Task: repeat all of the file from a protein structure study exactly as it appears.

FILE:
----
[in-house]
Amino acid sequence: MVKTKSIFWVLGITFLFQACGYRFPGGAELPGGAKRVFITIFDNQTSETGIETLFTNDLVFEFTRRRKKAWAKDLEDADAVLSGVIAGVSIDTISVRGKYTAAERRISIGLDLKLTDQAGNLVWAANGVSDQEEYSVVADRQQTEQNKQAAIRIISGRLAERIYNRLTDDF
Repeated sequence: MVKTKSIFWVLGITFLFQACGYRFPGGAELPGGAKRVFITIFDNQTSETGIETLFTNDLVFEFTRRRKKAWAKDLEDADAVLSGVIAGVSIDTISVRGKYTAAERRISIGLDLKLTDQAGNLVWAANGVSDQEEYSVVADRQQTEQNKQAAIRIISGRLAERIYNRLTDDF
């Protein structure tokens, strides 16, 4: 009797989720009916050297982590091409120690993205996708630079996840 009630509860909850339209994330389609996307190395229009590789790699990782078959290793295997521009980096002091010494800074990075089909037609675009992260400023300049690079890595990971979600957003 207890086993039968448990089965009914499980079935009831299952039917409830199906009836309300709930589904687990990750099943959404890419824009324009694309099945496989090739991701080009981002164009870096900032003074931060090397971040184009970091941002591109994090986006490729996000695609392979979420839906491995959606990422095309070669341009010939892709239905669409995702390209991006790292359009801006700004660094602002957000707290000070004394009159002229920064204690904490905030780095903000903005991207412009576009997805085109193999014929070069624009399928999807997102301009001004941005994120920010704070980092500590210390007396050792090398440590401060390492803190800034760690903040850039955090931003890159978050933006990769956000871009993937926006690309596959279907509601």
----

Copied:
[in-house]
Amino acid sequence: MVKTKSIFWVLGITFLFQACGYRFPGGAELPGGAKRVFITIFDNQTSETGIETLFTNDLVFEFTRRRKKAWAKDLEDADAVLSGVIAGVSIDTISVRGKYTAAERRISIGLDLKLTDQAGNLVWAANGVSDQEEYSVVADRQQTEQNKQAAIRIISGRLAERIYNRLTDDF
Repeated sequence: MVKTKSIFWVLGITFLFQACGYRFPGGAELPGGAKRVFITIFDNQTSETGIETLFTNDLVFEFTRRRKKAWAKDLEDADAVLSGVIAGVSIDTISVRGKYTAAERRISIGLDLKLTDQAGNLVWAANGVSDQEEYSVVADRQQTEQNKQAAIRIISGRLAERIYNRLTDDF
């Protein structure tokens, strides 16, 4: 009797989720009916050297982590091409120690993205996708630079996840 009630509860909850339209994330389609996307190395229009590789790699990782078959290793295997521009980096002091010494800074990075089909037609675009992260400023300049690079890595990971979600957003 207890086993039968448990089965009914499980079935009831299952039917409830199906009836309300709930589904687990990750099943959404890419824009324009694309099945496989090739991701080009981002164009870096900032003074931060090397971040184009970091941002591109994090986006490729996000695609392979979420839906491995959606990422095309070669341009010939892709239905669409995702390209991006790292359009801006700004660094602002957000707290000070004394009159002229920064204690904490905030780095903000903005991207412009576009997805085109193999014929070069624009399928999807997102301009001004941005994120920010704070980092500590210390007396050792090398440590401060390492803190800034760690903040850039955090931003890159978050933006990769956000871009993937926006690309596959279907509601």